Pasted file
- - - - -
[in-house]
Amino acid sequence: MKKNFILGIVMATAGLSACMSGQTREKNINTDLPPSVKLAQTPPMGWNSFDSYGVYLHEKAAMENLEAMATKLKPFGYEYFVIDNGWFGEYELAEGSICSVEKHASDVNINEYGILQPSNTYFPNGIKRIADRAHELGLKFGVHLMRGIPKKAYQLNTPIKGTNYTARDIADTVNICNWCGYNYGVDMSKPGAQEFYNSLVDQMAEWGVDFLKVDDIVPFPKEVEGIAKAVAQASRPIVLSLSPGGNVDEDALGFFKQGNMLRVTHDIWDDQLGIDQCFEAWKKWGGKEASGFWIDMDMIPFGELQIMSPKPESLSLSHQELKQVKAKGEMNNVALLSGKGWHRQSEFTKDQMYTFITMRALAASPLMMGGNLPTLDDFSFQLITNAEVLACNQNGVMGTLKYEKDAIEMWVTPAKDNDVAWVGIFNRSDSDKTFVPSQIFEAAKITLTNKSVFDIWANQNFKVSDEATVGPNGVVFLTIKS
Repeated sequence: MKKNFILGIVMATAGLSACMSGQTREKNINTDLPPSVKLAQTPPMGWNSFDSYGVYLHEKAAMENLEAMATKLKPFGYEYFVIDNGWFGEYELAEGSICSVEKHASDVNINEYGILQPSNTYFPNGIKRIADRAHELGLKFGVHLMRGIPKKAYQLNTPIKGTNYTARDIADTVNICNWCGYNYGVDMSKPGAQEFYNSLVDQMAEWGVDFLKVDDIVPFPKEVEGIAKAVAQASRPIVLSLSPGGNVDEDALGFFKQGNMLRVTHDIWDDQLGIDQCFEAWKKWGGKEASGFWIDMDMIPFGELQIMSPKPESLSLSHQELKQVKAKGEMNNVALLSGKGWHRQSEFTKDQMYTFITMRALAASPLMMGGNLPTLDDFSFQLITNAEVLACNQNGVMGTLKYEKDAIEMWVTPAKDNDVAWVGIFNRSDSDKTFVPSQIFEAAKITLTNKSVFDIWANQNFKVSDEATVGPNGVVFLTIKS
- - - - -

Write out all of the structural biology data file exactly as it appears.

[in-house]
Amino acid sequence: MKKNFILGIVMATAGLSACMSGQTREKNINTDLPPSVKLAQTPPMGWNSFDSYGVYLHEKAAMENLEAMATKLKPFGYEYFVIDNGWFGEYELAEGSICSVEKHASDVNINEYGILQPSNTYFPNGIKRIADRAHELGLKFGVHLMRGIPKKAYQLNTPIKGTNYTARDIADTVNICNWCGYNYGVDMSKPGAQEFYNSLVDQMAEWGVDFLKVDDIVPFPKEVEGIAKAVAQASRPIVLSLSPGGNVDEDALGFFKQGNMLRVTHDIWDDQLGIDQCFEAWKKWGGKEASGFWIDMDMIPFGELQIMSPKPESLSLSHQELKQVKAKGEMNNVALLSGKGWHRQSEFTKDQMYTFITMRALAASPLMMGGNLPTLDDFSFQLITNAEVLACNQNGVMGTLKYEKDAIEMWVTPAKDNDVAWVGIFNRSDSDKTFVPSQIFEAAKITLTNKSVFDIWANQNFKVSDEATVGPNGVVFLTIKS
Repeated sequence: MKKNFILGIVMATAGLSACMSGQTREKNINTDLPPSVKLAQTPPMGWNSFDSYGVYLHEKAAMENLEAMATKLKPFGYEYFVIDNGWFGEYELAEGSICSVEKHASDVNINEYGILQPSNTYFPNGIKRIADRAHELGLKFGVHLMRGIPKKAYQLNTPIKGTNYTARDIADTVNICNWCGYNYGVDMSKPGAQEFYNSLVDQMAEWGVDFLKVDDIVPFPKEVEGIAKAVAQASRPIVLSLSPGGNVDEDALGFFKQGNMLRVTHDIWDDQLGIDQCFEAWKKWGGKEASGFWIDMDMIPFGELQIMSPKPESLSLSHQELKQVKAKGEMNNVALLSGKGWHRQSEFTKDQMYTFITMRALAASPLMMGGNLPTLDDFSFQLITNAEVLACNQNGVMGTLKYEKDAIEMWVTPAKDNDVAWVGIFNRSDSDKTFVPSQIFEAAKITLTNKSVFDIWANQNFKVSDEATVGPNGVVFLTIKS